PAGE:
I rarely crop my images. There's nothing wrong with cropping; I just find that most of the time, the relatively wide 35mm frame works for me.
But every now and then, I want something wider. Really wide. Perhaps 10 times the width of a traditional 35mm frame. A serious panorama.
It wasn't long ago that to make a panorama you needed a special camera. One of the more popular cameras was the Hasselblad XPan. It was an extra wide 35mm camera that shot two frames side-by-side at the same time. You could get an image twice as wide as you could typically.
Today, you can make extreme panoramas by shooting as many digital frames as you want and then stitching them together later in software. You can even make complete 360 degree panoramas, capturing everything around you.
Instead of fitting the entire scene into your viewfinder, you turn your camera on its side, zoom in, capture one part of the scene, move the camera left (or right) a tiny amount, and capture another. Repeat the process until you have images of every part of the scene that you want to be in your final image.
Later, you import all of these images into your panorama software, which sorts them and stitches them together into one single image.
The image at the top of this post is made up of 22 different frames. The final image is more than 45,000 pixels wide and could be printed 16 feet wide without going through any image enlargement process! In fact, in one part of the image, you can see a few antelope feeding:
If I were simply to have cropped this panorama out of a single frame, I would never have captured this kind of detail.
The past few versions of Photoshop have included Panomerge, which creates panoramas for you. It works well and it's what I use. Other photographers like to use specialized programs, such as Kolor Autopano Giga or Panorama Maker Pro. They may be worth the extra cost, but I haven't tried them.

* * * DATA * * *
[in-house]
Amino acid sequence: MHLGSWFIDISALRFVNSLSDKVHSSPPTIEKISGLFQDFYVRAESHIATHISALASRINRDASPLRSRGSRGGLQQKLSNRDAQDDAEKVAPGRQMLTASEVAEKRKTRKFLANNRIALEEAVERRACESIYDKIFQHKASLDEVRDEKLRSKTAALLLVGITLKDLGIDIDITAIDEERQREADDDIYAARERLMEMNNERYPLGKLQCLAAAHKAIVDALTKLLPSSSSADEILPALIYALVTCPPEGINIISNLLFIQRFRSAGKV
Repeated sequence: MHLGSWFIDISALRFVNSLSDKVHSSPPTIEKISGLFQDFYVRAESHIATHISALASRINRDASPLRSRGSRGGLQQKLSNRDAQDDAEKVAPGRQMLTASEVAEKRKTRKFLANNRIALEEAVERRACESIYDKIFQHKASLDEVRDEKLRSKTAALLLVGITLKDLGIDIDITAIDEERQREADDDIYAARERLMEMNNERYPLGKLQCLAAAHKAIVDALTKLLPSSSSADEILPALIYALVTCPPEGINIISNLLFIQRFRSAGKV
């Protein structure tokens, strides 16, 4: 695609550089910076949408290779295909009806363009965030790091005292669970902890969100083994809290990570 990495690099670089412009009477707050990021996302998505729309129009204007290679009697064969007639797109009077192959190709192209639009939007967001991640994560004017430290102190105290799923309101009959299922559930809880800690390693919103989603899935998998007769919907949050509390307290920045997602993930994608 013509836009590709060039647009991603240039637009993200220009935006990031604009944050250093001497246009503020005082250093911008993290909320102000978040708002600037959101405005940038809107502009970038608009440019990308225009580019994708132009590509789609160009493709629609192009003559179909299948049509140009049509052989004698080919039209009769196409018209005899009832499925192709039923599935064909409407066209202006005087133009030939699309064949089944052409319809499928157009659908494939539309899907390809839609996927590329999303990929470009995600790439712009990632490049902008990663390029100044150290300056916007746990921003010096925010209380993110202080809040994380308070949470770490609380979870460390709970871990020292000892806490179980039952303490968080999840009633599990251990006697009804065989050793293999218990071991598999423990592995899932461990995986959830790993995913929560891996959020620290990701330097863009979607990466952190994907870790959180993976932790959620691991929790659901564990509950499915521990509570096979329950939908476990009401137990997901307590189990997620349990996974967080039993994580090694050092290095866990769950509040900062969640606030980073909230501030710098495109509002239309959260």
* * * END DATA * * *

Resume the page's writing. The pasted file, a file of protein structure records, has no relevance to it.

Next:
Regardless of the software that you use to stitch the images together, there are a number of things you should do to make its job easier. If you're someone who likes to "fix it in Photoshop later," keep in mind that even minor errors and discrepancies between images can ruin your entire panorama.
Clean your camera first. It's bad cloning out dust spots in one frame. If your panorama is made up of 22 images, you'll have to fix each dust spot as much as 22 times.
Make sure your camera and tripod are perfectly level. If your horizon is even the slightest bit crooked, it will throw off your entire panorama. Every single frame in your series should be level.
Overlap each frame by at least 1/3. The software needs to be able to see how all of your images fit together. It's sort of like a jig-saw puzzle. The more your images overlap, the better the final panorama will turn out.
Manually set your exposure and white balance. If the exposure or color tone varies from one frame to the next, you'll get an odd blotchy panorama. Given the techniques that the software uses to blend the frames together, that blotchy look can be difficult if not impossible to fix after the fact. Avoid that problem by making sure that every frame is captured with identical settings.
Consider your computer's limits. If you have an older computer, you probably don't want to try extreme panoramas. It takes a lot of memory and computing power to stitch the images together. If your machine is short on power, stick with panoramas that consist of only a handful of images. My computer has 8 gigs of RAM is running a 64-bit version of Windows 7. Even with that power, it took about a half hour to make this panorama.
Panoramas can be a great way of capturing a wide landscape. These tips will help ensure that your final image lives up to your expectations.
(Follow Kevin's photography through his Living Wilderness Facebook page.)